Applying to university in Australia
Want to apply to university in Australia? Find out how and when to make your application to complete a degree down under.
When should I apply to universities in Australia?
Australian universities have two semesters a year – the first one usually starting in February, and the second one starting in July.
You can apply to begin your degree in either semester. If you course starts in February 2020, you will finish in December 2022. If you course starts in July 2020, you will finish in June 2023.
The exact starting dates for each semester vary between different universities, so it’s important to check these to make sure you get your application submitted in plenty of time.
As it takes a while to complete the application process, plus the time it takes to apply for a visa and make other preparations for moving overseas, we recommend you start researching and applying to universities you would like to attend at least 12 months before you are due to start your degree.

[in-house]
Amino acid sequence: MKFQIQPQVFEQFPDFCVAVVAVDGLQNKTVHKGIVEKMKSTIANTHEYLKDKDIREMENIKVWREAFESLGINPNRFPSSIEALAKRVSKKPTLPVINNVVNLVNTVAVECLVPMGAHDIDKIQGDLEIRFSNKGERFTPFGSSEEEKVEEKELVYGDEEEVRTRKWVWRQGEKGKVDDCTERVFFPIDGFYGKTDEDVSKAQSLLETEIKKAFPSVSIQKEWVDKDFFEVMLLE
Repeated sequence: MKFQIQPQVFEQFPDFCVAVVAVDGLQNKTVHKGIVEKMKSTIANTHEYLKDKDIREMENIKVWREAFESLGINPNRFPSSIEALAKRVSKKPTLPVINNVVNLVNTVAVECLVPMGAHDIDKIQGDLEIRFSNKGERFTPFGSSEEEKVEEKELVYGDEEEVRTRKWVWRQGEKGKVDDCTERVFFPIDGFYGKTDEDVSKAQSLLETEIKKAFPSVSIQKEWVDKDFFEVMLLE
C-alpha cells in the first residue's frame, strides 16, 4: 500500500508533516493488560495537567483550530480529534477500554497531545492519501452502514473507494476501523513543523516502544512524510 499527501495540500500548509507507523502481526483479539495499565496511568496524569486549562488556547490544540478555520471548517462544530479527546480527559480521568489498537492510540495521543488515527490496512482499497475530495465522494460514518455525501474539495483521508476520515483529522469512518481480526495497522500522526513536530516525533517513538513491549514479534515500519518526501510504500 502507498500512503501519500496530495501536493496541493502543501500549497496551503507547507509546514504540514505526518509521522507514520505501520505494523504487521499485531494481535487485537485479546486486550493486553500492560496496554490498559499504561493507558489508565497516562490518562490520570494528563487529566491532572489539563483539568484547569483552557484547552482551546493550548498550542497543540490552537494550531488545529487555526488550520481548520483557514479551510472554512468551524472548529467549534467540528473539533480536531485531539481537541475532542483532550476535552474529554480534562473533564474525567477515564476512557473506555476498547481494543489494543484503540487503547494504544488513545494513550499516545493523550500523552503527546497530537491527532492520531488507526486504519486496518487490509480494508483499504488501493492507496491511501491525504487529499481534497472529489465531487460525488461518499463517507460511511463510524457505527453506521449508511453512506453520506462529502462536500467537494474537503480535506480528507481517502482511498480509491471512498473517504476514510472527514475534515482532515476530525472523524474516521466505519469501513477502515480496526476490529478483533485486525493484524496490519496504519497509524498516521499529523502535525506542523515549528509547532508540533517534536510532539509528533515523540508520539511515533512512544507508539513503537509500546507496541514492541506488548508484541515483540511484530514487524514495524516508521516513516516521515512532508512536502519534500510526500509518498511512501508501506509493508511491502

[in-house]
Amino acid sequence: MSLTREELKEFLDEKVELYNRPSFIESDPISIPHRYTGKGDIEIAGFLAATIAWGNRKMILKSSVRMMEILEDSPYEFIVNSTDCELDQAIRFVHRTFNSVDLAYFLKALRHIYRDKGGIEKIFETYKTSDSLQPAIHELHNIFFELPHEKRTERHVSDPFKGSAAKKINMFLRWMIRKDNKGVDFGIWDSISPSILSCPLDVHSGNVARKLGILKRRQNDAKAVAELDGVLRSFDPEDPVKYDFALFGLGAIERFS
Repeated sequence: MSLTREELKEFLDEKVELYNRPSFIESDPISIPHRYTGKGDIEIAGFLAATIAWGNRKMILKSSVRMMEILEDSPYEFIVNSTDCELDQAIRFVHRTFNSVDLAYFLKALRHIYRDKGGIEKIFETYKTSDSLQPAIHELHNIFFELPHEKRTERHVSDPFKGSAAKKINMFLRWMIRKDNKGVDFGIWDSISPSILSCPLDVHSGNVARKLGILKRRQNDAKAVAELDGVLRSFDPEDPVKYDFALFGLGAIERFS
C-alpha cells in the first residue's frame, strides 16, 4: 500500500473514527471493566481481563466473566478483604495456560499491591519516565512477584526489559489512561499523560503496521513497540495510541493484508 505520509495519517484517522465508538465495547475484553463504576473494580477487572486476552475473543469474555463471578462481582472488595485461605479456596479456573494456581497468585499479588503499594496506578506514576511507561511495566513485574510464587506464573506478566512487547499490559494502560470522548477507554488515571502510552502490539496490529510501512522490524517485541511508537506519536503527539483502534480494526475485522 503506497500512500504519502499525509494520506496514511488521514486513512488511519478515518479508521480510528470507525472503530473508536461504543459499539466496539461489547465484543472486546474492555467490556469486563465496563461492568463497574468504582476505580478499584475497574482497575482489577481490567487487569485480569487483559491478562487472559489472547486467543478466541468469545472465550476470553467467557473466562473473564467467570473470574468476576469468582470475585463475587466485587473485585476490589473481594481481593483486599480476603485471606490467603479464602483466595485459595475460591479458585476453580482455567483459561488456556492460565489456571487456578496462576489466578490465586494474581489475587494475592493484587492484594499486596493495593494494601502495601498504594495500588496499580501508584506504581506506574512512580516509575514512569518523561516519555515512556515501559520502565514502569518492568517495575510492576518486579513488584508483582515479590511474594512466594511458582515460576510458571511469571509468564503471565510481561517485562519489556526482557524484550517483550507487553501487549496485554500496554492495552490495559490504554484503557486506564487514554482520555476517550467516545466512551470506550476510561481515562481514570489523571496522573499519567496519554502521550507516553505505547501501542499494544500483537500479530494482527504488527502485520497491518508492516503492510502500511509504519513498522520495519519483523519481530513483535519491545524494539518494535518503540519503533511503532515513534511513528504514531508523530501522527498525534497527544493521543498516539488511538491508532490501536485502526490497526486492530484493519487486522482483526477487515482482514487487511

How do I apply to universities in Australia?
Applying to Australian universities will take longer than if you are applying as an undergraduate in the UK.
To apply for an Australian undergraduate programme, you must submit your application directly to the individual university rather than a centralised body such as UCAS.
Once you have made a shortlist of universities in Australia you are interested in attending, go to the university’s website homepage and click through to their section for international students.
There should be a page that provides all the information you need to know about applying to that particular institution.
If their website doesn’t answer any queries you may have, or you are confused about some aspect of the application process, contact their admissions office for help.
Check deadlines for applications carefully, and remember that the process can take a long time, so make sure to fill in and submit your application as early as possible.
For more help and advice on applying to university in Australia, please see: